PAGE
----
Rice braces for Hurricane Laura
All campus operations including in-person and remote classes were cancelled from 5 p.m. Wednesday through Thursday in anticipation for Hurricane Laura, according to an email sent to the Rice community Tuesday night, from Chair of the Crisis Management Advisory Committee Kevin Kirby. Students living on campus are also required to shelter in place from Wednesday 10 p.m. until sunrise Thursday, according to an additional email sent Wednesday at 7 p.m.
Hurricane Laura is expected to make landfall in Louisiana and east Texas overnight Wednesday as a Category 4 hurricane. Strong winds and some rainfall are expected to affect the Houston area, which is currently on the outskirts of the storm.
Kirby said Rice has past experience dealing with hurricane preparation, but the COVID-19 pandemic this year brought additional challenges to their safety protocols.
“What was a twist from our normal preparations was having to do this in a pandemic,” Kirby said. “That changed some things that we would normally be doing, like how we shelter for example. So we had to make some modifications for what we would normally do for a hurricane.”
Susann Glenn, director of communications for administration, said normal shelter-in-place plans were designed this year with COVID-19 safety restrictions in mind.
“Normally, during a major weather event that includes high-winds, some college residents may ‘shelter-in-place’ in serveries or in the college commons, which are boarded and secured, and some colleges do so in interior hallways – it is dependent on the layout of the college,” Glenn said. “This way of sheltering requires numerous students to be in the same space together – which currently does not cohere to the physical distancing restrictions. The Housing and Dining team worked closely with the Dean of Undergraduates and the Environmental Health and Safety department to ensure that appropriate shelter-in-place options were available for all students who were on campus.”
All on-campus COVID-19 testing was cancelled for Thursday and those appointments were rescheduled for Friday instead. Kirby said any sick students will still be able to receive care amidst campus closures.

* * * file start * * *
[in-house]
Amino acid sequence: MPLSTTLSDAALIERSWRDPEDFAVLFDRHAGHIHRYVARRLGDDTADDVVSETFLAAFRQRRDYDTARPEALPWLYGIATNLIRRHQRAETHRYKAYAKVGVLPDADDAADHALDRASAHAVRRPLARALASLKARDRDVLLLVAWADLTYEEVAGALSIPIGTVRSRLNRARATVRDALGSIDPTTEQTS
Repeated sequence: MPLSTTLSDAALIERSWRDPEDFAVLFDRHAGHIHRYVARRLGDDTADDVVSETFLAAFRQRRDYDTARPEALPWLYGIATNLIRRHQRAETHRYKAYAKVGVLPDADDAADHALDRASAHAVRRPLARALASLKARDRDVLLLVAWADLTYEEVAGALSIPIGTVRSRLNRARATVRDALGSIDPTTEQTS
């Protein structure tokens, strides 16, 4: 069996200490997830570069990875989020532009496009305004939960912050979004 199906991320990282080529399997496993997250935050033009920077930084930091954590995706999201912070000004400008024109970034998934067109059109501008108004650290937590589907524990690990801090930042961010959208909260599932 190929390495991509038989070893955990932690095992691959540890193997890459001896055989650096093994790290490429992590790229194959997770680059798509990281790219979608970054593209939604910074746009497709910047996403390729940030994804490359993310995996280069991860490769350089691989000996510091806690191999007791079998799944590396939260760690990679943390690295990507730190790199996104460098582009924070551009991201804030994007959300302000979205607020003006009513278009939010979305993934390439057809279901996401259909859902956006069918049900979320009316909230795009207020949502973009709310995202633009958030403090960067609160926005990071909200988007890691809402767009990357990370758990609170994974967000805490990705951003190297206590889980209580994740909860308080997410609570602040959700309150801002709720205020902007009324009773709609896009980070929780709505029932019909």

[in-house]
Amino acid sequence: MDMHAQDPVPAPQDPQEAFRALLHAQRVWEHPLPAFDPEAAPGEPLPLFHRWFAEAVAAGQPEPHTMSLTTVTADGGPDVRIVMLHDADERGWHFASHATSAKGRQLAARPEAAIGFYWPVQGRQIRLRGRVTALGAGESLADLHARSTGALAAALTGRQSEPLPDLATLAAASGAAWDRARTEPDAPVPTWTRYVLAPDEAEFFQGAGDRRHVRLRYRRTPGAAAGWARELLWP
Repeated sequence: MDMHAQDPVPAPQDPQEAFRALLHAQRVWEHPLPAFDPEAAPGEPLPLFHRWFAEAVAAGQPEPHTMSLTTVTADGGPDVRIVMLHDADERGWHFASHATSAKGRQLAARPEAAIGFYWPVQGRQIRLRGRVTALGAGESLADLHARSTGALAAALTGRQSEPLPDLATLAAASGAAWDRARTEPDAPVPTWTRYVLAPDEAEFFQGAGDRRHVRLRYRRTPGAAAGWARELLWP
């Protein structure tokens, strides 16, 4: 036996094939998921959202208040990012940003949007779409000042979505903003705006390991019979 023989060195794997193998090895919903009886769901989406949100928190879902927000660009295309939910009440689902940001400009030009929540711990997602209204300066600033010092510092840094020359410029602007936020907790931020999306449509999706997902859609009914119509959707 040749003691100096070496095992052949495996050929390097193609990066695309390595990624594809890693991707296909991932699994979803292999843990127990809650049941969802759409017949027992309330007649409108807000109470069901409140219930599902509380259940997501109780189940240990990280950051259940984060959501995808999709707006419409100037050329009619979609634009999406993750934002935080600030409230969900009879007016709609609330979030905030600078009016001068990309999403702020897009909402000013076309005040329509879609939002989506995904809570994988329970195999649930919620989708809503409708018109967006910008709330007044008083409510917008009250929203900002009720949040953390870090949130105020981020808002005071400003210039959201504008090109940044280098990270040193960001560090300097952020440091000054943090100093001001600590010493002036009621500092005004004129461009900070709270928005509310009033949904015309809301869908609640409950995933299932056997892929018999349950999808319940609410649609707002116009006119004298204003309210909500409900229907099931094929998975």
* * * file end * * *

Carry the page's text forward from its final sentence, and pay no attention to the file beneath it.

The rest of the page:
“We have teams of people who will be here tonight, taking care of everything, including students who might be ill, or if a water pipe breaks or a window breaks,” Kirby said. “So we have a lot of people who will be spending the night here tonight to take care of the people who live on the campus and also the physical assets of the campus.”
According to Tuesday night’s email, crisis pay will be given to those employees with the Crisis Management Team starting 6 p.m. tonight. Glenn said that Housing & Dining staff are included among those eligible for this premium pay.
“For purposes of Crisis Pay, H&D staff are designated as essential on-campus shift,” Glenn said. “This designation includes essential personnel who must report to campus for work, are assigned designated work shifts and do not require 24/7 availability. H&D employees are provided a hotel room off-campus before and/or during the event, and, during the hours outside of their designated work shift, they are able to use their time as they please and are not on-call.”
According to Glenn, other departments such as Facilities Engineering and Planning and the Rice University Police Department also remain on campus during these kinds of crises.
“The staff members from these departments are required to be on campus 24/7,” Glenn said. “The members of these departments that are included in the ride-out-crews, are paid for time worked as well as their downtime during the crisis event, as they are not able to leave campus and must be on-call at all times.”
For off-campus students, Kirby said resources such as additional shelter will be made available if needed, on a college-by-college basis.
“We have limited capacity on campus but for exceptional circumstances we will take care of students who have problems off campus,” Kirby said.
Kirby said that any decisions regarding operations on Friday will be made tomorrow morning once the impact of the storm can be better assessed.
“It doesn’t look like it’s going to be a lot of water like Harvey,” Kirby said. “Areas to the east of here right along the Texas-Louisiana border are really in for a difficult 24 hours, but for the Houston area it’s looking a little better. We don’t anticipate a lot of damage to the campus overnight from wind. In the morning, we’ll do a damage assessment, then the Crisis Management Team will meet in the morning and make a decision about Friday.”
[8/28/2020 at 2:50 p.m.] The story was updated with quotes from Susann Glenn.
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